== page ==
Microscopically, there is proliferation of reticuloendothelial cells in many organs, and periportal and perisinusoidal collections of round cells in the liver with accumulations of hemosiderin in Kupffer's cells. Perivascular lymphoid accumulations may be seen in other organs also. In some horses, there is proliferative glomerulitis with glomerular deposition of immunoglobulins (IgG) and complement.
Clinical diagnosis should be confirmed by serology. The agar gel immuno-diffusion (AGID, Coggins) test is internationally accepted; antigen sources include cell culture-propagated virus and recombinant proteins. A variety of ELISA tests for detection of antibody against EIAV antigens are accepted in many countries and aid in the practical diagnosis of EIAV infection. The ELISA tests can be done in minutes (compared with 1–2 days for AGID test results) and used under field conditions. In all cases, positive ELISA tests should be confirmed by AGID before regulatory actions are taken because of the higher rate of false positive results. When combined, ELISA and AGID testing affords the highest level of sensitivity and specificity.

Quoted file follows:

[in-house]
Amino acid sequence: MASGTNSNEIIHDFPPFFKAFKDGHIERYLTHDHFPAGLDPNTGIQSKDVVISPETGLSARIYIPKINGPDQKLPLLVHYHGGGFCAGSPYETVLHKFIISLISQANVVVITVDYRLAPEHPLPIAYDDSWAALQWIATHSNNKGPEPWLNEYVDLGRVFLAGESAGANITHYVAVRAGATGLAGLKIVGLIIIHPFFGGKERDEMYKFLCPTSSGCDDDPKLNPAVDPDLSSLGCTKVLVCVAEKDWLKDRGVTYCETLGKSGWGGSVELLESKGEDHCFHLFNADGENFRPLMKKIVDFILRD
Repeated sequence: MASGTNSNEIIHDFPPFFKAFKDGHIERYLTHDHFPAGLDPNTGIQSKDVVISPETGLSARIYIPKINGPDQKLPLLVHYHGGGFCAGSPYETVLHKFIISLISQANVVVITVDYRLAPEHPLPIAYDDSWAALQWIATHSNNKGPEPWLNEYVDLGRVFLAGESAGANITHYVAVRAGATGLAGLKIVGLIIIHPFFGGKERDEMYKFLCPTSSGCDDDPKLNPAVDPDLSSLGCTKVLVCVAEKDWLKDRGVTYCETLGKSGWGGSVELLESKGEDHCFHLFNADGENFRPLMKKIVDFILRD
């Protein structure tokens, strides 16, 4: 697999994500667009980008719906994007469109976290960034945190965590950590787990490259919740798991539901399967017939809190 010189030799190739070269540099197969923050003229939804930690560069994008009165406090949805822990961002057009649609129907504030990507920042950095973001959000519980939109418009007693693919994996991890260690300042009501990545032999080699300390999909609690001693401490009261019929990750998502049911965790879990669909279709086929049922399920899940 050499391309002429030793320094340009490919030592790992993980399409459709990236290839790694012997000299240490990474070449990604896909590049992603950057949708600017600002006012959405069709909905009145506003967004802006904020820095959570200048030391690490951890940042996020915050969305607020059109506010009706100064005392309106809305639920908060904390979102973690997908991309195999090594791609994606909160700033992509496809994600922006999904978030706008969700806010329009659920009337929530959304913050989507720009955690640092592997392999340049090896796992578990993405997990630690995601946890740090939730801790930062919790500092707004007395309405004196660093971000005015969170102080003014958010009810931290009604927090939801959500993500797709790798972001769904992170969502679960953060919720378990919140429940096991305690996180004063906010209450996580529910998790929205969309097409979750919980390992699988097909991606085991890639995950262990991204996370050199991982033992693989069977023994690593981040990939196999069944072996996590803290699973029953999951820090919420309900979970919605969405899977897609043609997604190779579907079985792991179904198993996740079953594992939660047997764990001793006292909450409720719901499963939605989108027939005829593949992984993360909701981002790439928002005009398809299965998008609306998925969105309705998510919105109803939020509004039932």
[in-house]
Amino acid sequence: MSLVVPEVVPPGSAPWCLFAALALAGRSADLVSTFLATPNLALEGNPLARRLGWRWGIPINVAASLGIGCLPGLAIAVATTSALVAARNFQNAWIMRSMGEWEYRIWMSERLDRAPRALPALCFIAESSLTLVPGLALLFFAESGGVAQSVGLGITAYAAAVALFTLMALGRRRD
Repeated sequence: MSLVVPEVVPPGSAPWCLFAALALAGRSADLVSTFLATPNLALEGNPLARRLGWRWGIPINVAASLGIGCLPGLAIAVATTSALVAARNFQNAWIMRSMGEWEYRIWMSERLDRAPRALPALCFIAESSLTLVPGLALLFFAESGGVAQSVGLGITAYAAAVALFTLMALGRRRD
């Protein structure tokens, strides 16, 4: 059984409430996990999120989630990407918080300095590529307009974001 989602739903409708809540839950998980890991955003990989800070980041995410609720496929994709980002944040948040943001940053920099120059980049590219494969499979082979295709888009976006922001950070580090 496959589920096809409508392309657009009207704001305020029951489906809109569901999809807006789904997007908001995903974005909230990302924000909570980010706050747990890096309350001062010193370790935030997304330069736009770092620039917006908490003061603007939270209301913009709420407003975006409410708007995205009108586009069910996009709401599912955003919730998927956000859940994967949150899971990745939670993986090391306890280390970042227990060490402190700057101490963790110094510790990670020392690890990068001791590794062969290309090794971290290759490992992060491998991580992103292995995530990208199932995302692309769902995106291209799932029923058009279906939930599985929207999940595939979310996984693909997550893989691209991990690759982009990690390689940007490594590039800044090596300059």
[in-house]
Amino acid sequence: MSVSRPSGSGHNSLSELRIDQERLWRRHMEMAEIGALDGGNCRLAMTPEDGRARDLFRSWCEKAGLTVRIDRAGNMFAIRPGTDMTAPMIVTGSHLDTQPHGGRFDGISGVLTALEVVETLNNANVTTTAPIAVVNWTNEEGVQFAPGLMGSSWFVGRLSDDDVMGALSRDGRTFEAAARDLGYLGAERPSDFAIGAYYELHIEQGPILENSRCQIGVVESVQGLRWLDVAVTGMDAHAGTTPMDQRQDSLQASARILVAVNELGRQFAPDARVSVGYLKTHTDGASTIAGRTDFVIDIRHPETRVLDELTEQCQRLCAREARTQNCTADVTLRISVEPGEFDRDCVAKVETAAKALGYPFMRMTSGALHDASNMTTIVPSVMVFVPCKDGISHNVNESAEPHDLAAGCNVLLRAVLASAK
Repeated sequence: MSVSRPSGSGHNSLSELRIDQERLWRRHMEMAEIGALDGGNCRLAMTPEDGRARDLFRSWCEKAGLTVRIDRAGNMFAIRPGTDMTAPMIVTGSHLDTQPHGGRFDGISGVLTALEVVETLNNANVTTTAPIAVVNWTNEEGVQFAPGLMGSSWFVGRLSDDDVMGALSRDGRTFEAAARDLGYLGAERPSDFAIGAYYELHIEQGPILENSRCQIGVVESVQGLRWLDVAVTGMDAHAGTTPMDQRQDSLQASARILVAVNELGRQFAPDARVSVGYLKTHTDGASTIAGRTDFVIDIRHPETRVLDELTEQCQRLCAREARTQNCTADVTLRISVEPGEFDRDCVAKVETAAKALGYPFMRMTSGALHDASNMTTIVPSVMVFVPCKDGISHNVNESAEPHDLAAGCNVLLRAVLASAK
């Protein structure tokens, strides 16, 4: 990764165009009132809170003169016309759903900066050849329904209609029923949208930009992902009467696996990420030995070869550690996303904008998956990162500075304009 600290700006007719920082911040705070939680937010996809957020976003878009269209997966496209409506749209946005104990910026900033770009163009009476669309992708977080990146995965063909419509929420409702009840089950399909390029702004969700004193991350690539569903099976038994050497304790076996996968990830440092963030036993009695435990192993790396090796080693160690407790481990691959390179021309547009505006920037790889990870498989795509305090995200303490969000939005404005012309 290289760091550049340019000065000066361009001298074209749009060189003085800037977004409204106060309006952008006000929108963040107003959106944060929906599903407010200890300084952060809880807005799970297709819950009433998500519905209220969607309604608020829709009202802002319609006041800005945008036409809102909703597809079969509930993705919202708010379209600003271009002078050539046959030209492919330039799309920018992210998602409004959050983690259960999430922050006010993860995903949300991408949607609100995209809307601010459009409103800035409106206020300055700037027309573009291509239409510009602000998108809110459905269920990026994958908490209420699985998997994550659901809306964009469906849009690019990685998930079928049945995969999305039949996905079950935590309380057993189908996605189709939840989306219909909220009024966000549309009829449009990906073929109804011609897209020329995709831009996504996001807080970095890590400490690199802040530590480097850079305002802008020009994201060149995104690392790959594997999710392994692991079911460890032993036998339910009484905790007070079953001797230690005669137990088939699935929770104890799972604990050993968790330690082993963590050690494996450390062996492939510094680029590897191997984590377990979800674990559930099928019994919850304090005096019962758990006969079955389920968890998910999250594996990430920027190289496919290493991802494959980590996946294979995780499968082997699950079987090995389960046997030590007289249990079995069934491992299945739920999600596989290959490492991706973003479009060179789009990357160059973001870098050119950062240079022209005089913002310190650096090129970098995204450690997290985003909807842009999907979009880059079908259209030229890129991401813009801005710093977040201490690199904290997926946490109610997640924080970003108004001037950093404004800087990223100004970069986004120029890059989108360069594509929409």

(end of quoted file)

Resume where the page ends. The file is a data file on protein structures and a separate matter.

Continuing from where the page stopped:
Treatment and Control
No specific treatment or vaccine is available. As EIAV-infected equids present the only known source of infection, antibody-positive animals should be kept at a safe distance (∼200 m) from other equids. The only recognized exception to this rule is the progeny of seropositive mares, which may possess maternal antibodies to EIAV after suckling colostrum. In the majority of cases, passive antibody against EIAV wanes to negative on AGID tests by 6–8 mo of age; however, detectable antibody may persist up to 12 mo, especially if ELISA testing is used.